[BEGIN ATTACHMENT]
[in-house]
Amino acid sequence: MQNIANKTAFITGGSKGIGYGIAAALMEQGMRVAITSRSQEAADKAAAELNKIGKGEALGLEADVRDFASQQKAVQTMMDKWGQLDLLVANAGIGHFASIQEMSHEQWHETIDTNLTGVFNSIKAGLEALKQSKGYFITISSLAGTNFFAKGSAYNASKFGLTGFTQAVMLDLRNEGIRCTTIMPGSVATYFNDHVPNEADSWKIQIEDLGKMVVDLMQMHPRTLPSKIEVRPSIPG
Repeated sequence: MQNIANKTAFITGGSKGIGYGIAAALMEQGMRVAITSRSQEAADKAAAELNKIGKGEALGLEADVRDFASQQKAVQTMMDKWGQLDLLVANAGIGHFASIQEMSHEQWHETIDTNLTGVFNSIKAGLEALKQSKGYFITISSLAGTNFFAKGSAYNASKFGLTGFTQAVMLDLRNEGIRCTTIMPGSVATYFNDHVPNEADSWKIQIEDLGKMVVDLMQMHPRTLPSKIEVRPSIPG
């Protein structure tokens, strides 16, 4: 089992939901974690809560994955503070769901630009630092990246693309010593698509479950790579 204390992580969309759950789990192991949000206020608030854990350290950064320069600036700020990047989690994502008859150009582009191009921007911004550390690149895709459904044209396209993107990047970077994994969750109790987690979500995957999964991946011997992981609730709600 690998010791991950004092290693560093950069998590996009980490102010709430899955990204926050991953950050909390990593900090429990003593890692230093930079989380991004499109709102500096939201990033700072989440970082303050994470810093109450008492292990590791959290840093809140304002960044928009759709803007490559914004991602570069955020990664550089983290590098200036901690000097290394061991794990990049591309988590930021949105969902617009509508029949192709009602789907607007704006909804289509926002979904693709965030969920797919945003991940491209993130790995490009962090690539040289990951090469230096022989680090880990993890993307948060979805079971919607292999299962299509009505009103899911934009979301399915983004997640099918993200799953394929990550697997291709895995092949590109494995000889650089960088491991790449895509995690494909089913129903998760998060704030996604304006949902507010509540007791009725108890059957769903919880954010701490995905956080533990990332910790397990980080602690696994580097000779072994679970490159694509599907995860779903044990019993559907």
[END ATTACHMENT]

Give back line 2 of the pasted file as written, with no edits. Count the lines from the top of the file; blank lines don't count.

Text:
Amino acid sequence: MQNIANKTAFITGGSKGIGYGIAAALMEQGMRVAITSRSQEAADKAAAELNKIGKGEALGLEADVRDFASQQKAVQTMMDKWGQLDLLVANAGIGHFASIQEMSHEQWHETIDTNLTGVFNSIKAGLEALKQSKGYFITISSLAGTNFFAKGSAYNASKFGLTGFTQAVMLDLRNEGIRCTTIMPGSVATYFNDHVPNEADSWKIQIEDLGKMVVDLMQMHPRTLPSKIEVRPSIPG